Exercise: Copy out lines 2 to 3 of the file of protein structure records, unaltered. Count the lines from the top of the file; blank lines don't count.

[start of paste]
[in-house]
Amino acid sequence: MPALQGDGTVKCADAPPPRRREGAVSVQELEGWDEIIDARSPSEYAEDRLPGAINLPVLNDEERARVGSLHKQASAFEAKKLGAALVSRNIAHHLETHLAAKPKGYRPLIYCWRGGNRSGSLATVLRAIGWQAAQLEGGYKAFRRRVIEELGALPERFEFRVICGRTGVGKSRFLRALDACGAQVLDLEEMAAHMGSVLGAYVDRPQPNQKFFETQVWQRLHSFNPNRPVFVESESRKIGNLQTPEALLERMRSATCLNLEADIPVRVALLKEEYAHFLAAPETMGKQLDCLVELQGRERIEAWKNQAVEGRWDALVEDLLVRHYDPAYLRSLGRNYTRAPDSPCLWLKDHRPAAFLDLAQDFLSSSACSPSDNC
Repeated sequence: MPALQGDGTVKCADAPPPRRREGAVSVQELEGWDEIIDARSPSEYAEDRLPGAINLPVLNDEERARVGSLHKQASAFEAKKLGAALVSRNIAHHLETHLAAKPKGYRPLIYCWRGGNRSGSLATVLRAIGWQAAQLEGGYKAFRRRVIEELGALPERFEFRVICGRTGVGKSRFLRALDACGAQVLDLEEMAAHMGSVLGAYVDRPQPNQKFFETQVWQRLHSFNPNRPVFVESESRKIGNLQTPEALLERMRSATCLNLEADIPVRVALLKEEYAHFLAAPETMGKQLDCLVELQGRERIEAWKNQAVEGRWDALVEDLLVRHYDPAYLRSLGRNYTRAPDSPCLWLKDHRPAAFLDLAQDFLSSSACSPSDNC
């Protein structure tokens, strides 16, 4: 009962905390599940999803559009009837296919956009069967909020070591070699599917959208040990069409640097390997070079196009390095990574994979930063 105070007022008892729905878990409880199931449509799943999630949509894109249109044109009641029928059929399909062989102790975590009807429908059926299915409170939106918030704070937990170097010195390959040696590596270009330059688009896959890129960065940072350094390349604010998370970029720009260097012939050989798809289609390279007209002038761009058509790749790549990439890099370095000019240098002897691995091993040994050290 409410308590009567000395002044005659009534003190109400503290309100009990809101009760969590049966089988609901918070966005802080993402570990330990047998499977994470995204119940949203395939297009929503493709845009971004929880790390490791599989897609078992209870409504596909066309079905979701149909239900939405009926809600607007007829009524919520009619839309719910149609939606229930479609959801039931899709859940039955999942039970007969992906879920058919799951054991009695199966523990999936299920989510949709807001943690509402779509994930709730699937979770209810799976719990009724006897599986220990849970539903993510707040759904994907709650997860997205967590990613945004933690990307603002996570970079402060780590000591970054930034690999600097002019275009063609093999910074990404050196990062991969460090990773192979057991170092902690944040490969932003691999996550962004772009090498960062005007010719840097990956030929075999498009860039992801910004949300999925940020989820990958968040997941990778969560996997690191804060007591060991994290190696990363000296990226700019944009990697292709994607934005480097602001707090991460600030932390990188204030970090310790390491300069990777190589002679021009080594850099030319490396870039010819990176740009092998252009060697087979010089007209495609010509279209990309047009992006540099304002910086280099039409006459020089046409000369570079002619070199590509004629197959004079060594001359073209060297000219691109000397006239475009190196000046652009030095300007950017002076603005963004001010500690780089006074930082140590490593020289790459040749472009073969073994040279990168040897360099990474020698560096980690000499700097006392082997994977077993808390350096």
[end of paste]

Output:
Amino acid sequence: MPALQGDGTVKCADAPPPRRREGAVSVQELEGWDEIIDARSPSEYAEDRLPGAINLPVLNDEERARVGSLHKQASAFEAKKLGAALVSRNIAHHLETHLAAKPKGYRPLIYCWRGGNRSGSLATVLRAIGWQAAQLEGGYKAFRRRVIEELGALPERFEFRVICGRTGVGKSRFLRALDACGAQVLDLEEMAAHMGSVLGAYVDRPQPNQKFFETQVWQRLHSFNPNRPVFVESESRKIGNLQTPEALLERMRSATCLNLEADIPVRVALLKEEYAHFLAAPETMGKQLDCLVELQGRERIEAWKNQAVEGRWDALVEDLLVRHYDPAYLRSLGRNYTRAPDSPCLWLKDHRPAAFLDLAQDFLSSSACSPSDNC
Repeated sequence: MPALQGDGTVKCADAPPPRRREGAVSVQELEGWDEIIDARSPSEYAEDRLPGAINLPVLNDEERARVGSLHKQASAFEAKKLGAALVSRNIAHHLETHLAAKPKGYRPLIYCWRGGNRSGSLATVLRAIGWQAAQLEGGYKAFRRRVIEELGALPERFEFRVICGRTGVGKSRFLRALDACGAQVLDLEEMAAHMGSVLGAYVDRPQPNQKFFETQVWQRLHSFNPNRPVFVESESRKIGNLQTPEALLERMRSATCLNLEADIPVRVALLKEEYAHFLAAPETMGKQLDCLVELQGRERIEAWKNQAVEGRWDALVEDLLVRHYDPAYLRSLGRNYTRAPDSPCLWLKDHRPAAFLDLAQDFLSSSACSPSDNC